[Show abstract][Hide abstract] ABSTRACT: Clinicians face everyday the complexity of depression. Available pharmacotherapies and psychotherapies improve patients suffering in a large part of subjects, however up to half of patients do not respond to treatment. Clinicians may forecast to a good extent if a given patient will respond or not, based on a number of data and sensations that emerge from face to face assessment. Conversely, clinical predictors of non response emerging from literature are largely unsatisfactory.
Here we try to fill this gap, suggesting a comprehensive assessment of patients that may overcome the limitation of standardized assessments and detecting the factors that plausibly contribute to so marked differences in depressive disorders outcome.
For this aim we present and discuss two clinical cases. Mr. A was an industrial manager who came to psychiatric evaluation with a severe depressive episode. His employment was demanding and the depressive episode undermined his capacity to manage it. Based on standardized assessment, Mr. A condition appeared severe and potentially dramatic. Mrs. B was a housewife who came to psychiatric evaluation with a moderate depressive episode. Literature predictors would suggest Mrs. B state as associated with a more favourable outcome.
However the clinician impression was not converging with the standardized assessment and in fact the outcome will reverse the prediction based on the initial formal standard evaluation.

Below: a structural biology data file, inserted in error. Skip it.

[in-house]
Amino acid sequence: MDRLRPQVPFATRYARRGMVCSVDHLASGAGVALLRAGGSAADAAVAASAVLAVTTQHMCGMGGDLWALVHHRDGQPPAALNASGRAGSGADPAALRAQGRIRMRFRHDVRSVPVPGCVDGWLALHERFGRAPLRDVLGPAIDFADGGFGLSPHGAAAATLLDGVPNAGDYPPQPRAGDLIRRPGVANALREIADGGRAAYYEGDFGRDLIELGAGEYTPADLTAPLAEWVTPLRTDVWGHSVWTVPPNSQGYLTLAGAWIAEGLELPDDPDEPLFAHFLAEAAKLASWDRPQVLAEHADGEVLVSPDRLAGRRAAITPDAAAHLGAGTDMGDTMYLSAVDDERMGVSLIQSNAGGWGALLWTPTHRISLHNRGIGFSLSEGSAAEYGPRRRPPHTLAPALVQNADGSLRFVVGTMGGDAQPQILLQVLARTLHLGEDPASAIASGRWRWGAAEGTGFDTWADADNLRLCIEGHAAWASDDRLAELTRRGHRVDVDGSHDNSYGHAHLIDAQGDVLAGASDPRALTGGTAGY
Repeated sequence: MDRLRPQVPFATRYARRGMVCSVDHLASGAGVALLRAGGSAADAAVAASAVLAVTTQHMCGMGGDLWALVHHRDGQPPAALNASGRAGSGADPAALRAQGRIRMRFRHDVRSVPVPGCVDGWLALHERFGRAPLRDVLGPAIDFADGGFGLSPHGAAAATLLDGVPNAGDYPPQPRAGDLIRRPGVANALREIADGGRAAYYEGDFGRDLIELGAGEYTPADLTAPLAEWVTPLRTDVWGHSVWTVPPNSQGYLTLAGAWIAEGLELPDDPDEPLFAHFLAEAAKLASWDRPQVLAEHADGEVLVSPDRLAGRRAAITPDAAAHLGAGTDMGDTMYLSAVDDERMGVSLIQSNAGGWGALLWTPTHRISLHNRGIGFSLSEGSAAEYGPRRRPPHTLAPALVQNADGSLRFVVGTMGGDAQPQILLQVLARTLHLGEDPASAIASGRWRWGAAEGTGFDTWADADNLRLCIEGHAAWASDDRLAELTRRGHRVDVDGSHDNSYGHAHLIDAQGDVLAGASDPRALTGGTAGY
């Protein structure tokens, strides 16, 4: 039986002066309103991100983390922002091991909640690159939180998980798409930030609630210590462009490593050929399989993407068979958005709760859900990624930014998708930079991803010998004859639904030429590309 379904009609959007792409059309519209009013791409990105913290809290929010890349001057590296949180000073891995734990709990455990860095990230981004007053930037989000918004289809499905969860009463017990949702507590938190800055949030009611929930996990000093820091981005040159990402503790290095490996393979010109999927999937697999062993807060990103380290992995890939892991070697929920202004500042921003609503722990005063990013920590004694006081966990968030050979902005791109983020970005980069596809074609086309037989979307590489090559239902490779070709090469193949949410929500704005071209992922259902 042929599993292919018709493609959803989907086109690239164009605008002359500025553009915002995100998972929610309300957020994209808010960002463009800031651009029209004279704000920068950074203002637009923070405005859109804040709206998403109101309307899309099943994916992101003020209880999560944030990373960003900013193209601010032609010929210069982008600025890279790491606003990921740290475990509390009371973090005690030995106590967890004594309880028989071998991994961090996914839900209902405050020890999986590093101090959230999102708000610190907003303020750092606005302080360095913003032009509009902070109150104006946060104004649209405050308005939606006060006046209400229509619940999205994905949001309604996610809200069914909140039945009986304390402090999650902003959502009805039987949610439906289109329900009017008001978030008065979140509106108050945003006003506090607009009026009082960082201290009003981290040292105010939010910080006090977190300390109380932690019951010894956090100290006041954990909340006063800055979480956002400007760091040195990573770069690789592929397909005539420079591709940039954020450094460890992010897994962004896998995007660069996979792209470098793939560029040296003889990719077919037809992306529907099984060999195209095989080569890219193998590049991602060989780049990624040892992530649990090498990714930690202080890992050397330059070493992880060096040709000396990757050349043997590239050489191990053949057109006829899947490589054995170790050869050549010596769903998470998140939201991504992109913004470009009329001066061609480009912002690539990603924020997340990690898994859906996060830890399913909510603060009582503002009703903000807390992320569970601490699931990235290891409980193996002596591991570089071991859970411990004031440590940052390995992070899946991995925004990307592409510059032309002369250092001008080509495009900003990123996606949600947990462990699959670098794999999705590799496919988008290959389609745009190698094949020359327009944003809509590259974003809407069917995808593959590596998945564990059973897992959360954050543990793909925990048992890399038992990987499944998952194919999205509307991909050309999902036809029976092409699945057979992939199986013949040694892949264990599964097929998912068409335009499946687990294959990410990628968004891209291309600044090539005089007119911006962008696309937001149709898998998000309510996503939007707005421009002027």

Although the present report is based on two clinical cases and no generalizability is possible, a more detailed analysis of personality, temperament, defense mechanisms, self esteem, intelligence and social adjustment may allow to formalize the clinical impressions used by clinicians for biologic and pharmacologic studies.
Annals of General Psychiatry 02/2007; 6(1):5. DOI:10.1186/1744-859X-6-5 · 1.40 Impact Factor
[Show abstract][Hide abstract] ABSTRACT: A revision of the British Association for Psychopharmacology guidelines for treating depressive disorders with antidepressants was undertaken in order to specify the scope and target of the guidelines and to update the recommendations based explicitly on the available evidence. A consensus meeting, involving experts in depressive disorders and their treatment, reviewed key areas and considered the strength of evidence and clinical implications. The guidelines were drawn up after extensive feedback from participants and interested parties. A literature review is given which identifies the quality of evidence followed by recommendations, the strength of which are based on the level of evidence. The guidelines cover the nature and detection of depressive disorders, acute treatment with antidepressant drugs, choice of drug versus alternative treatment, practical issues in prescribing, management when initial treatment fails, continuation treatment, maintenance treatment to prevent recurrence and stopping treatment.
Journal of Psychopharmacology 04/2000; 14(1):3-20. DOI:10.1177/026988110001400101 · 3.59 Impact Factor